Power bricks are often so big they partially cover adjoining outlets and make it difficult to plug all your gear onto a single power strip. Here are our favorite solutions for dealing with chunky plugs.
It almost seems like every company is a part of a secret competition to see who can make the biggest power brick, which leads to consumers trying to find creative ways to plug all of them in like you’re trying to put together a jigsaw puzzle. The jigsaw metaphor feels particularly appropriate when different plugs have different plug-prong orientations that result in long narrow plugs covering multiple outlets on the strip. Overall it’s a pretty frustrating experience just about anyone can relate to.
A Word of Caution
Before we dive deep into some awesome solutions for your power bricks, a word of caution is in order before you go plugging everything you own into your new power strip.
Just because you can plug a whole bunch of stuff into a single outlet, doesn’t mean that you should. An electrical circuit can only handle so much current, and if you end up plugging a bunch of power-hogging devices into the same outlet, there’s a good chance you’ll overload the circuit and trip the breaker. Or even worse, start a fire.
So before you go crazy parking everything on one power strip, take stock on what devices you have and whether any of them use a lot of electricity (what you care about here is the watts used by each device on the strip. Stuff like a space heater or a gaming PC use a lot of energy. Stuff like a cellphone charger (even a whole power strip worth of them) uses very little energy. The real benefit to using these strips isn’t the ability to run 20 high-watt items simultaneously, but to plug all your gear in at once so you’re not crawling under your desk to unplug your printer so you can use your paper shredder.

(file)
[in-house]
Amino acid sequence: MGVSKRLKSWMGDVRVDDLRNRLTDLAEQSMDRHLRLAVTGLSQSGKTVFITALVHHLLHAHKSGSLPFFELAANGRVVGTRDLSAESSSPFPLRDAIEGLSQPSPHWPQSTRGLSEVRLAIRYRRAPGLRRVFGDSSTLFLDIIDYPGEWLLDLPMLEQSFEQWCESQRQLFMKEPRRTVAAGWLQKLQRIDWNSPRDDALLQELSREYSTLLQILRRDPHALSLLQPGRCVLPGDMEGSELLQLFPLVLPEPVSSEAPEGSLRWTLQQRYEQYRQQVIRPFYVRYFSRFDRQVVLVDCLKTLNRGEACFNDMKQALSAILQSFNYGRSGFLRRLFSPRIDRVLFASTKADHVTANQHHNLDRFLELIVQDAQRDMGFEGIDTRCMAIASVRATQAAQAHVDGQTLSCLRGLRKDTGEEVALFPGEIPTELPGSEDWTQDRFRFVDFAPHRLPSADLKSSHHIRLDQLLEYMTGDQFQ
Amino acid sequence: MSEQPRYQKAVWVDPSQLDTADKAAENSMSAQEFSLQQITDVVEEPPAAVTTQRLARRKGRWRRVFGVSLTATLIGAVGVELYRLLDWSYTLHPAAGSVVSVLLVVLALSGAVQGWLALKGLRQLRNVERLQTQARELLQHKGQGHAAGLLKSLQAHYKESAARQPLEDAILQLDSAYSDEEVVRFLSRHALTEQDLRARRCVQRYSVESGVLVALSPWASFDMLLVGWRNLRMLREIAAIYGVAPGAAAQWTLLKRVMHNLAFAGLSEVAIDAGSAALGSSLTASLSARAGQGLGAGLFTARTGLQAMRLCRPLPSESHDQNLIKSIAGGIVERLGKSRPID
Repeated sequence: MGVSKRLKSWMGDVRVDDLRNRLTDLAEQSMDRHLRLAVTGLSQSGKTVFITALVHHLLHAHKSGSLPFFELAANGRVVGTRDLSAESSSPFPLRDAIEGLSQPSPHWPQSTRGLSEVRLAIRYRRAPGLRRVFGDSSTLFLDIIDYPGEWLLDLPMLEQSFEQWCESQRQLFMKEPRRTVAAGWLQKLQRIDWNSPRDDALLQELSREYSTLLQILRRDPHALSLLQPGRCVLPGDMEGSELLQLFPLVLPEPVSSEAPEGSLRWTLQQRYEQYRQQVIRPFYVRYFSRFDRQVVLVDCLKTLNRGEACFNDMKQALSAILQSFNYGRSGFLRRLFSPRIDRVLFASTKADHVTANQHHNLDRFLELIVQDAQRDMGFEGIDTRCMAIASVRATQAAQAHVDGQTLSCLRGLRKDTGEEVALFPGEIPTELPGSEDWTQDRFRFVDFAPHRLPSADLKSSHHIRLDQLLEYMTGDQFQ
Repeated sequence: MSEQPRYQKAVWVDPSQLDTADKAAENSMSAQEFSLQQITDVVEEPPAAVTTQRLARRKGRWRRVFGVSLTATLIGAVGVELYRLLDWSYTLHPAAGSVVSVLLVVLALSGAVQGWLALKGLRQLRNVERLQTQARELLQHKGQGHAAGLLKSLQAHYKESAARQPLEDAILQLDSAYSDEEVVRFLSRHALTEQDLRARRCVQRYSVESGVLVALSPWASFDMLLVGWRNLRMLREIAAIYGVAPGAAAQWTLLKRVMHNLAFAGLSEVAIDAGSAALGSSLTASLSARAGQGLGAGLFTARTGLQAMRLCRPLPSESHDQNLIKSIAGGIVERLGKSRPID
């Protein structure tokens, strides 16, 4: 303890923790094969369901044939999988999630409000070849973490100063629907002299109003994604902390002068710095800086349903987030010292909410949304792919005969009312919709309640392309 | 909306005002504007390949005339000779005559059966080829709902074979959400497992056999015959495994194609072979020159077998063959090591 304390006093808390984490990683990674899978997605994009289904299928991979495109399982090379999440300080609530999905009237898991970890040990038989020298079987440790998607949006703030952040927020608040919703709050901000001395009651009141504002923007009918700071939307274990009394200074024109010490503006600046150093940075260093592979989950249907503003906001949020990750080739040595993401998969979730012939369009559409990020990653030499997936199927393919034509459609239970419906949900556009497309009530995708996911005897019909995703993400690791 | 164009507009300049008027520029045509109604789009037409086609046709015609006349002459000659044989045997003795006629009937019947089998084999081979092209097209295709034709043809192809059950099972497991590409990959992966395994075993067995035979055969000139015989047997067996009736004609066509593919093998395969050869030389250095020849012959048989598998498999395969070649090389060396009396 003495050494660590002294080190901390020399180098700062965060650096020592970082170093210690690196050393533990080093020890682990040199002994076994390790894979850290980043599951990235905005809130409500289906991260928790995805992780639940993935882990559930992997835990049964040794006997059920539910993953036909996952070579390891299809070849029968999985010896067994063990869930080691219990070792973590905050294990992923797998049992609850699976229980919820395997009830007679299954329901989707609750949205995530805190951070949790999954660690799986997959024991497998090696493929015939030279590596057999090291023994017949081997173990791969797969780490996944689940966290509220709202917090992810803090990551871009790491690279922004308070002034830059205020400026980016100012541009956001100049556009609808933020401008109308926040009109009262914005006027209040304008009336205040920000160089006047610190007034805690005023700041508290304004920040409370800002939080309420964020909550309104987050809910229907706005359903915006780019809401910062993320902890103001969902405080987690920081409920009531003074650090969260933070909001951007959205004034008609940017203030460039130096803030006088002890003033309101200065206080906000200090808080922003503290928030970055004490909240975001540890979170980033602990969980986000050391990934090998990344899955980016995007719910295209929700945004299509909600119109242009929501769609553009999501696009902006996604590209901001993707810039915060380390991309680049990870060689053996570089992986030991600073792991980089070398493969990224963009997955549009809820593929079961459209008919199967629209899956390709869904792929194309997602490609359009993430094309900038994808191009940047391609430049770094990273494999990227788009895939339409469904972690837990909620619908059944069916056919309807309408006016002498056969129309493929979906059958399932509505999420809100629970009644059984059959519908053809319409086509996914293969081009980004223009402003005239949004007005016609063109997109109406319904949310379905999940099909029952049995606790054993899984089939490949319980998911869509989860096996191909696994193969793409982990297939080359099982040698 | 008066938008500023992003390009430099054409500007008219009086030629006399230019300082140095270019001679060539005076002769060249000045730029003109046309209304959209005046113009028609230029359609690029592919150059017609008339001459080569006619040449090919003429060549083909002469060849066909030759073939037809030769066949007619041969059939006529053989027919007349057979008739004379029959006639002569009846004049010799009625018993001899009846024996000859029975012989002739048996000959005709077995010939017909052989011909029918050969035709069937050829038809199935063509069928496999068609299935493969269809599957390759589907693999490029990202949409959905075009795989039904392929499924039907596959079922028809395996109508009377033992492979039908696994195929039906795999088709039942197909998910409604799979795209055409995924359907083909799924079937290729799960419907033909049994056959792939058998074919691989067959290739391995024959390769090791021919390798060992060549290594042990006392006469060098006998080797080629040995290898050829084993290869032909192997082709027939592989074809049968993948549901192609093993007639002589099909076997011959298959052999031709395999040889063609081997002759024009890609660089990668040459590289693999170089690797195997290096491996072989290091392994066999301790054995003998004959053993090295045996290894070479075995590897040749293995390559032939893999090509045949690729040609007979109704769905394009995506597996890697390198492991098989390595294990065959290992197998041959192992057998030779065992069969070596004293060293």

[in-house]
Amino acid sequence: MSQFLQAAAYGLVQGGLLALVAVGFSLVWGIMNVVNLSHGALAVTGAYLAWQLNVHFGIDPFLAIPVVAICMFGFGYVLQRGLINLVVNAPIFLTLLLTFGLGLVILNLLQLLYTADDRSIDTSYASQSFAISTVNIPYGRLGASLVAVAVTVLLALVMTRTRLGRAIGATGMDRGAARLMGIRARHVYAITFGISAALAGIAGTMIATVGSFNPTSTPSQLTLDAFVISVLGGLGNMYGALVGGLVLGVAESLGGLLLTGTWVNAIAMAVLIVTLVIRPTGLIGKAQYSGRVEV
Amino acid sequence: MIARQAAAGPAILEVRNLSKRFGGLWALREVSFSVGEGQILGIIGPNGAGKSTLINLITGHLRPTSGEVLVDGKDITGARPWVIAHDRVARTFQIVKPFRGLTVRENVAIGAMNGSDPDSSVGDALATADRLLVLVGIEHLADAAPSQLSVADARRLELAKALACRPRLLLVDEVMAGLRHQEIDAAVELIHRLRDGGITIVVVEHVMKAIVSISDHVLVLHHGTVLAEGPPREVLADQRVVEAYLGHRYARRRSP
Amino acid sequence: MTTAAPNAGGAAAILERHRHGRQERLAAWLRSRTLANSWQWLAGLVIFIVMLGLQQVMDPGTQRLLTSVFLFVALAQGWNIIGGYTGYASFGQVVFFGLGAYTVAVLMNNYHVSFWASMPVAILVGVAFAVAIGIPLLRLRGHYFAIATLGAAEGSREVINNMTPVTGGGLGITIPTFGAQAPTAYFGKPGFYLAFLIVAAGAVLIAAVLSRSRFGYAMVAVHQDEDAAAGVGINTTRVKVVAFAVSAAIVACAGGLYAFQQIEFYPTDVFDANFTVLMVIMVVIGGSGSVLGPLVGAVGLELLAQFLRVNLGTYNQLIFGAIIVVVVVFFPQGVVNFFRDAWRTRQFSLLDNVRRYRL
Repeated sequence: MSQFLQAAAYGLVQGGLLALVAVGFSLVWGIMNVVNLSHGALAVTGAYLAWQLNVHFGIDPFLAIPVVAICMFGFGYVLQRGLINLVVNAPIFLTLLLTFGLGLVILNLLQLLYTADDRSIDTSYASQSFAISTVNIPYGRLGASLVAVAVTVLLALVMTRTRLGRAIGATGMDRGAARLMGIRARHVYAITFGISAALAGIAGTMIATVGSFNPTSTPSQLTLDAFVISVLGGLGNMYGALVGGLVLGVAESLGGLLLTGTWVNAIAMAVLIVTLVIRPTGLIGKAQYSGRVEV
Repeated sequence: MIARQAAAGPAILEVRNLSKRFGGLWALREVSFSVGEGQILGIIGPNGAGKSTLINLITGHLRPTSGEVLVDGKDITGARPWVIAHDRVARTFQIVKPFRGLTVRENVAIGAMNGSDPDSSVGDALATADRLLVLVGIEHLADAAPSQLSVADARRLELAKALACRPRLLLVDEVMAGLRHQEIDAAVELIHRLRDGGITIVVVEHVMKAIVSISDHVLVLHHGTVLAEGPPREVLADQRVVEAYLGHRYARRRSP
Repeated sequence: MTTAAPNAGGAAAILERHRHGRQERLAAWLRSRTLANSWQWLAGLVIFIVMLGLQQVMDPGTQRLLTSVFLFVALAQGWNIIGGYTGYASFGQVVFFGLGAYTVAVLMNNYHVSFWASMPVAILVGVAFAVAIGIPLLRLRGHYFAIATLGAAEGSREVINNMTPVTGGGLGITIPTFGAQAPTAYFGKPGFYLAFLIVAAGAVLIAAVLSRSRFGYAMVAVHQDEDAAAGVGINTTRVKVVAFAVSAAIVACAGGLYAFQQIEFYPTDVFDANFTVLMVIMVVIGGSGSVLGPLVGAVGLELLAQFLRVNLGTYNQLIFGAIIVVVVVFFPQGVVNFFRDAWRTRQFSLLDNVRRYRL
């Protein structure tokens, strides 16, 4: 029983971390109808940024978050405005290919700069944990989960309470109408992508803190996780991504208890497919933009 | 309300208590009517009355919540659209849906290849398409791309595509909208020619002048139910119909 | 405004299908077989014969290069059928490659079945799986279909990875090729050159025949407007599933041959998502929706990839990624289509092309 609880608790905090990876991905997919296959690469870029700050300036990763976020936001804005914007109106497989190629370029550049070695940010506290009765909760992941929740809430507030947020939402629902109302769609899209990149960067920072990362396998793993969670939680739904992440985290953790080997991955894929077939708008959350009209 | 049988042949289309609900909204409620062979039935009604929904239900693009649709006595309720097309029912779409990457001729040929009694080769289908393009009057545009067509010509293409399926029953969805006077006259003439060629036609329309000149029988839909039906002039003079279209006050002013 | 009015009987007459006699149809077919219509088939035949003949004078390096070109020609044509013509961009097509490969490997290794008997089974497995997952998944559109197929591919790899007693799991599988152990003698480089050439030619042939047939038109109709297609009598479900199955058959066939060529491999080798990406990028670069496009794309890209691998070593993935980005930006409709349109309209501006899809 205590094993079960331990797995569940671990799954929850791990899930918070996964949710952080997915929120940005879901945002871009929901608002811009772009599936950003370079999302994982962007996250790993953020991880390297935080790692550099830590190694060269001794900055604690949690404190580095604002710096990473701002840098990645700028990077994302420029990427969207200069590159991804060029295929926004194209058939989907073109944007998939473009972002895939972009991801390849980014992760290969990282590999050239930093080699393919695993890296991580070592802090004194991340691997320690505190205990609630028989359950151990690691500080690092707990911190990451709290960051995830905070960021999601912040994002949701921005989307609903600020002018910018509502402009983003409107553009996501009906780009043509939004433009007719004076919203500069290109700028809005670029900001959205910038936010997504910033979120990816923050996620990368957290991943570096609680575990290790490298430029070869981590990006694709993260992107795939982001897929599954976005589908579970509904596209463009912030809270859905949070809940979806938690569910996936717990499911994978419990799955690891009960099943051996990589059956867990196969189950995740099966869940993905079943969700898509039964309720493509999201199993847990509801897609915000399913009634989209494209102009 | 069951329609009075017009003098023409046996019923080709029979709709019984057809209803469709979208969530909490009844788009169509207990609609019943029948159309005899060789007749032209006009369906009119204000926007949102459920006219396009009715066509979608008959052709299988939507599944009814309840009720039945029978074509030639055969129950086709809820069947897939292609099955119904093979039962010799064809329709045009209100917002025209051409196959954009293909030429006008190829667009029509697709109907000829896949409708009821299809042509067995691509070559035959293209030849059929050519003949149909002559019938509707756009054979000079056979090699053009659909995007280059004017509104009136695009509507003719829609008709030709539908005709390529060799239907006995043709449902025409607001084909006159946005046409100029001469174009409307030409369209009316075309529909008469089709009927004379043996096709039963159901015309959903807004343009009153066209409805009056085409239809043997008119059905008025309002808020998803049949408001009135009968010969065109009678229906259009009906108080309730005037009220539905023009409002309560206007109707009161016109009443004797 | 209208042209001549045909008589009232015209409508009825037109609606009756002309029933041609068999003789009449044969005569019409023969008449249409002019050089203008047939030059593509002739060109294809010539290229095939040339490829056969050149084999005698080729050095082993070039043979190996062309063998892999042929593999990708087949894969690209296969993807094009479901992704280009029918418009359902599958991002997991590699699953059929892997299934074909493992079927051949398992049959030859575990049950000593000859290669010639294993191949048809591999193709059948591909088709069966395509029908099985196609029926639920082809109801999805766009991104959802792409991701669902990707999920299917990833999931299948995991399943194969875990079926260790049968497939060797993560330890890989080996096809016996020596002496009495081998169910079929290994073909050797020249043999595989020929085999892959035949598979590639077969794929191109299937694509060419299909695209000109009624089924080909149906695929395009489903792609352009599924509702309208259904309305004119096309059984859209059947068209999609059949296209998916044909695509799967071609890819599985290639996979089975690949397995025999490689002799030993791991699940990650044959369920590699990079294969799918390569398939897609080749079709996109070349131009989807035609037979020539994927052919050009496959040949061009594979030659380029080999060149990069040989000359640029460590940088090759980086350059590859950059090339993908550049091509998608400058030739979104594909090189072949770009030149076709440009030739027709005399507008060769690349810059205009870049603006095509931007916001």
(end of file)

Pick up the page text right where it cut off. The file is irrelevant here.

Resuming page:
Now, let’s get into our top picks for the best power strips to handle all those dumb power bricks.
Bestten 24-Outlet Heavy Duty Metal Power Strip ($48)
If you want a power strip with the most outlets, this Bestten 24-outlet power strip is your best bet.
It has an aluminum body, so it’s great for a garage or workshop where it’ll be exposed to some rough conditions, but it’s also perfect for casual usage in a home office where you need to plug in a bunch of stuff.
The outlets aren’t spaced apart to leave room for power bricks, but the nice thing is that there’s still plenty of space to plug in plenty of devices. So even if a power brick covers up adjacent outlets, you still have plenty of other outlets at your disposal.
And as you may have noticed from the photo, it’s nearly three feet long, so make sure you have a desk long enough to mount it to, or some other place where it will fit.
Belkin 12-Outlet Pivot-Plug Power Strip Surge Protector ($30)
If you prefer to stick with a traditional-looking power strip, but still want some flexibility (quite literally), then Belkin’s Pivot-Plug power strip is a great option.
It has four fixed outlets for plugging in regular power cords, and then eight outlets that can each individually rotate 90 degrees so that you can accompany your bulky power bricks without it blocking adjacent outlets.
Oh, and it’s also a surge protector, so you’ll have that handy protection against electrical spikes and fluctuations.
APC 8-Outlet Surge Protector Power Strip ($16)
If you need something a bit more compact, but still want plenty of room for a few of your larger power bricks, this APC 8-outlet power strip will do the job.
It has three outlets that are spaced out enough so that you can easily fit in your power bricks, as well as five outlets that are regularly spaced.
Plus, it’s the cheapest out of the bunch, so if you’re strictly on a tight budget, $16 is a pretty good price for a surge protector.
If You Want to Keep Your Existing Power Strip
I don’t blame you if you like your current power strip—perhaps its the amazing surge protection or just the overall quality that you love. Either way, if you want to use your existing power strip, this ten-pack of 1-foot extension cords for $22 will make room for your power bricks.
Basically, these allow you to still plug in your power bricks into your power strip, but the 1-foot extension means that the power bricks are off to the side, rather than being plugged directly into the power strip and taking up valuable space.
It’s a really simple solution for dealing with power bricks, and they’re even great for dealing with bulky smart plugs.